This Wednesday 11th May 2005 the University of Nottingham will be hosting a joint meeting of the General Applications section and the local group of the RSS on the theme of 'Statistics and Social Nuisance' between 2pm and 5pm. The afternoon meeting will contain 3 related talks and will be held in the Maths/Physics building in room C4. A campus map is available at http://www.nottingham.ac.uk/includes/maps/up-map.pdf (The M/P building is number 22 on the map.) All are welcome.
The programme is as follows:
2pm Adrian Davis, University of Manchester
Dilemmas in assessing the impact of noise on young people
Noise exposure remains one of the most preventable risk factors for acquiring permanent hearing damage. Once the ear has been damaged and cochlea hair cells die there can be no regeneration, so therefore reduction of risk factors is by far the best approach. To understand how we assess the impact of noise in young people we have to understand the relationship between age, noise and hearing. Hearing threshold levels (varying from -20 to 120 dB HL) are the usual way in which we characterise hearing. These thresholds get progressively worse as we grow older and the high frequencies are more vulnerable to all forms of insult. Noise affects the high frequencies first and may spread out its effect from there to adjacent frequencies. Occupational noise exposure has been the major source of noise induced hearing loss. Gunfire has played its part eg gunners in WW2. Social noise used to be restricted to racing motorbikes or lawn mowers. Now social noise means pubs, clubs, discos and concerts. In twenty years social noise at the level of occupational hazard has risen hugely. Our studies of random people in Nottingham in the late 1990s shows that there is a large increased risk (and a major one is for professionals working in the environment of constant noise above 85dBA). Everyone thinks that the hearing in these young people should be worse than in a control group of similar SEG. This is less easy to demonstrate than it seems. Why should this be? Are those who enjoy loud social activities fundamentally fitter, or do they have a better starting point in the nursery. The major element in the data is the huge variability. Those with most noise exposure are in best for age categories and can be in the worst. We have a couple of longitudinal studies that address some of these issues. An ongoing study that is being carried out in Nottingham (Melanie Ferguson), Southampton (Mark Lutman) and Manchester is exploring the issues concerning the impact that regulations and best practice have on damage to hearing. The results are very interesting so far and show differences using very new techniques between the young people who work in the noise compared to no noise jobs. But there is an awesome amount left to do!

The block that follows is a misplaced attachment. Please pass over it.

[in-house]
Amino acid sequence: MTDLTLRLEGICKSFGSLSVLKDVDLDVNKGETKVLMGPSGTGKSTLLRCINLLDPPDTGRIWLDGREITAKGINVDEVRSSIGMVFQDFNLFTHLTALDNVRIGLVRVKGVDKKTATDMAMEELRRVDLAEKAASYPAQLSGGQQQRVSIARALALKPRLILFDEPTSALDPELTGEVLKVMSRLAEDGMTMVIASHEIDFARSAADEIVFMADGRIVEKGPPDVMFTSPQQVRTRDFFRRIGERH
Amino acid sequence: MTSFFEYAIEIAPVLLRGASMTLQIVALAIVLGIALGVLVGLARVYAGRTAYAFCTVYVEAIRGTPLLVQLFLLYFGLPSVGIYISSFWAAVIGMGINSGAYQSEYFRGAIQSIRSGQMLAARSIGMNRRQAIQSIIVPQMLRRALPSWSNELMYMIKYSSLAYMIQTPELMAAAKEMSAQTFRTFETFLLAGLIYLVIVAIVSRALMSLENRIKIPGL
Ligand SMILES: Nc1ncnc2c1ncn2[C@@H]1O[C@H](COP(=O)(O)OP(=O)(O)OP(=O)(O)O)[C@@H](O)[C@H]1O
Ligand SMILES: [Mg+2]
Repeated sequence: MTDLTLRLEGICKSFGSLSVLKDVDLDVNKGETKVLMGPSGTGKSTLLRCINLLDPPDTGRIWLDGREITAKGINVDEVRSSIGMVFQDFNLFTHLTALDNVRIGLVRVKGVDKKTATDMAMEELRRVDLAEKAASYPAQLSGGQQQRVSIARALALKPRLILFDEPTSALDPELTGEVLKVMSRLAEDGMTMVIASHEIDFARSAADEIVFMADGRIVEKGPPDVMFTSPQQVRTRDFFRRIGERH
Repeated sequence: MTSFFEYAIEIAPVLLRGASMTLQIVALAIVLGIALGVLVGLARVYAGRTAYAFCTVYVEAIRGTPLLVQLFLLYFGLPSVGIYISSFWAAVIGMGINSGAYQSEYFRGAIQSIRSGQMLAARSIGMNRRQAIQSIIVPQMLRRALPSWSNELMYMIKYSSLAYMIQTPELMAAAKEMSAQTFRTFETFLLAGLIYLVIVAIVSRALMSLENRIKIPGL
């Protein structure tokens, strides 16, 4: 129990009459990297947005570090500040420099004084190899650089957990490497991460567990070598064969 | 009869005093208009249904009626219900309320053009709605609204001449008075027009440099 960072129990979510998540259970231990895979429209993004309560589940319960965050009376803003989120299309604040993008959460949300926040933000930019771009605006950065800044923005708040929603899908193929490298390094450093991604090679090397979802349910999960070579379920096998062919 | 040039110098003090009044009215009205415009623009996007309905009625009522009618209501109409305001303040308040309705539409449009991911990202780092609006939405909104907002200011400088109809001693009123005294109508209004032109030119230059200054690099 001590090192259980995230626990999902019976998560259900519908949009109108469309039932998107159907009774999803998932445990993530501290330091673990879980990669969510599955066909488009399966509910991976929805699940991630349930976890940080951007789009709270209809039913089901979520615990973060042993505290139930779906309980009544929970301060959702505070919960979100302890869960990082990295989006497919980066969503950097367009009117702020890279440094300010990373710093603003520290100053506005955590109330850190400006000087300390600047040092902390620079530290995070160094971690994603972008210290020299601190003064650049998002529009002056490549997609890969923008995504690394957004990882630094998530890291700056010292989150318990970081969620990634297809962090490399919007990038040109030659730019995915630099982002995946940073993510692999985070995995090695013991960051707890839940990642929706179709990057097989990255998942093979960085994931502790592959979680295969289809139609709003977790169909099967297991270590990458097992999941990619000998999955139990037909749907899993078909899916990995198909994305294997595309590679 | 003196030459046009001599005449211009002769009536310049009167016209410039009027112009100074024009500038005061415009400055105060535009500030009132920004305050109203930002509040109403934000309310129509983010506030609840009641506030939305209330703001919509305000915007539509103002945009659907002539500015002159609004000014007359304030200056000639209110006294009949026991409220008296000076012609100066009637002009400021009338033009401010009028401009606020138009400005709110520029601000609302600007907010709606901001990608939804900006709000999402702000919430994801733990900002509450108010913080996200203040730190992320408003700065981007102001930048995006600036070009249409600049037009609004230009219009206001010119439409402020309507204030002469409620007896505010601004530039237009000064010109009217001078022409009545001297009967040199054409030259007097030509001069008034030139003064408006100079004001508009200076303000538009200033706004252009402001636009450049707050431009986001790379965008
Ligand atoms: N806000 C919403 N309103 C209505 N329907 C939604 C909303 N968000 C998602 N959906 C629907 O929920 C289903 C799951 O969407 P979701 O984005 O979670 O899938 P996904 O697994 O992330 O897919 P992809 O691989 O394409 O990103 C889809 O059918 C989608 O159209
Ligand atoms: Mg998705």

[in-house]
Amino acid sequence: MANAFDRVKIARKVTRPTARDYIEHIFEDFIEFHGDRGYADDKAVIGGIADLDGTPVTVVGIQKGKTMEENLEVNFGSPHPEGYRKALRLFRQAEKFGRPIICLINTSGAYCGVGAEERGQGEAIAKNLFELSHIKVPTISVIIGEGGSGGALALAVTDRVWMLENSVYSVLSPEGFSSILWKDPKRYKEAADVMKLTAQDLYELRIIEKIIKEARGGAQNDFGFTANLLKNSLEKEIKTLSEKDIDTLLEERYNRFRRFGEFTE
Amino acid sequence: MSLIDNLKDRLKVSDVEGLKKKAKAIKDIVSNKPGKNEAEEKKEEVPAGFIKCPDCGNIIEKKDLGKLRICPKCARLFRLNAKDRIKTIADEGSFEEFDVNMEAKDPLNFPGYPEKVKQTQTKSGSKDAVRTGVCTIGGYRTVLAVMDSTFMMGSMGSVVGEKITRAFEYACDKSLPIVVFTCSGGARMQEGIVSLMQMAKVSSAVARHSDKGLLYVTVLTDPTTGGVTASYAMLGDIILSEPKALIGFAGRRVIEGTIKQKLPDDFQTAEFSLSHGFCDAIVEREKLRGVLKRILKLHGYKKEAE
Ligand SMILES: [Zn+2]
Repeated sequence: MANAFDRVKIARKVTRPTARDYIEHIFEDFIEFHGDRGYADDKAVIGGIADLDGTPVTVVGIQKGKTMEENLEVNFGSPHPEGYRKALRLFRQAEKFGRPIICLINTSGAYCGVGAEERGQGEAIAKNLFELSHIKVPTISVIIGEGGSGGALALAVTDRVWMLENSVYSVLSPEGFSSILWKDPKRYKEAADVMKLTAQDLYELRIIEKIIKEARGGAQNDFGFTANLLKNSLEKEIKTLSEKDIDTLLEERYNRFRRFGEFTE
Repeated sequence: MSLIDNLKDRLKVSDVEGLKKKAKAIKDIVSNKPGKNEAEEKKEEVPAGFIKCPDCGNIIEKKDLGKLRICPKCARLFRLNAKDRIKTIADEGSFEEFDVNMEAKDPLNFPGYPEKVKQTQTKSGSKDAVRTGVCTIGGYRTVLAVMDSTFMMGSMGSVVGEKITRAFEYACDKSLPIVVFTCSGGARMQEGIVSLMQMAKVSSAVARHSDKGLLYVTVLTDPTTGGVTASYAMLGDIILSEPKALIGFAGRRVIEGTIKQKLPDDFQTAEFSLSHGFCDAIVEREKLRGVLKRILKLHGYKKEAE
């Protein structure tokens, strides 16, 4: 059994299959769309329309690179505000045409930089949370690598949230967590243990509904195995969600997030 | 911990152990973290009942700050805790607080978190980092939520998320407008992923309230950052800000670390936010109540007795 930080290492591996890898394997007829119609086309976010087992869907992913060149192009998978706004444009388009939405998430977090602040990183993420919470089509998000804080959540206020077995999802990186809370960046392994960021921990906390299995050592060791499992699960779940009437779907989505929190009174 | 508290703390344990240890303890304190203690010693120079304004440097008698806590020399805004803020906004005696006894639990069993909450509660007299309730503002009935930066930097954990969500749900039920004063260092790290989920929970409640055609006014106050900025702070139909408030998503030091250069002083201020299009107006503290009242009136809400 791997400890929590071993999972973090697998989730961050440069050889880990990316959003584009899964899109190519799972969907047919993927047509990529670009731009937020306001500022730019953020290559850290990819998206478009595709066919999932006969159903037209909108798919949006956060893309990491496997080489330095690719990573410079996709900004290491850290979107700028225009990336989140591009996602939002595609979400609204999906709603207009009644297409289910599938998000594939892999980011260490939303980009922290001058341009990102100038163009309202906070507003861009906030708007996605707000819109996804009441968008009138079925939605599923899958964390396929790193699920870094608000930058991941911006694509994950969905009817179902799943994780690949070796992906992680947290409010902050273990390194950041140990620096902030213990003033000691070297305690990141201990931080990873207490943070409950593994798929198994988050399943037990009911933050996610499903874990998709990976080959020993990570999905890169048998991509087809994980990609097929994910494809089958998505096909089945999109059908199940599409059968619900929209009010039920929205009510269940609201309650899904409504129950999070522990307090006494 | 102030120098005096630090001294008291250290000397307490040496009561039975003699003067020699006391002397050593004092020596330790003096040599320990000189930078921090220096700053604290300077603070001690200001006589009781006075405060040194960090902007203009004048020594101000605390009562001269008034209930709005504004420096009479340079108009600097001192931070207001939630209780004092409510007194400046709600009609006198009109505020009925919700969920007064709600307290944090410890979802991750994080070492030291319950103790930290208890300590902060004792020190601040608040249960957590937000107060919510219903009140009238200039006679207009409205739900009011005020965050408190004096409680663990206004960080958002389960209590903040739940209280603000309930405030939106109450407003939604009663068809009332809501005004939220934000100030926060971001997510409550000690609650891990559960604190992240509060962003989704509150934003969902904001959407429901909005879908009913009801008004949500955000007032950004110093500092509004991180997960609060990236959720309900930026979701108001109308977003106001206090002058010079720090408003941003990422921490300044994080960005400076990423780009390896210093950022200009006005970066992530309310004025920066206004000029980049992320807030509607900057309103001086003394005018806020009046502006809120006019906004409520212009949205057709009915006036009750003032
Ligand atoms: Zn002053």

2.55pm Andy Jones, University of East Anglia
Exposure to Environmental urban noise pollution in Birmingham, UK
This talk examines the extent to which inequalities in noise exposure are present in the city of Birmingham in the English midlands. Estimates of road and rail noise levels were made using established sound propagation models and were combined with data on noise generated from the city's airport. Demographic details from the 1991 UK Census provided information on population age, ethnic makeup, and deprivation. No relationship was established between noise exposure and population age, and there was only rather weak evidence of an association between noise exposure and ethnicity. Similarly weak disparities were observed in estimated noise exposures and levels of socio-economic deprivation. The implications of these findings with regard to possible efforts to reduce urban noise levels are discussed.
3.45pm - 4.15pm Coffee in room C10
4.15pm Gavin Shaddick, University of Bath
Using a probabilistic model (pCNEM) to estimate personal exposure to air pollution
(Joint work with James Videk, Rick White, Jean Meloche and Chris Chatfield)
This talk will describe the use of a probabilistic model to estimate personal exposures to airborne pollutants. Such estimates are important when assessing, for example, the potential effects of air pollution on health and in developing related policy. An individual's personal exposure will be determined by local pollution sources which will change throughout the day at the individual's location changes. For this reason, models have been developed that utilise 'time activity' patterns to compute the overall exposure to pollutants. This talk demonstrates the construction of such a model, for predicting exposure to PM10 of random selected individuals from sub-populations of Greater London. A case-study of working females in the spring and summer of 1997 is presented.
For further details please E-mail me directly,
Dr William Browne work phone : (0115) 9514940
Lecturer in Statistics home phone : (0115) 9392239
Mathematical Sciences mobile : (0779) 1577701
University of Nottingham
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Nottingham NG7 2RD
web (MLwiN): http://multilevel.ioe.ac.uk/
web (Publ.): http://www.maths.nott.ac.uk/personal/pmzwjb/bill.html
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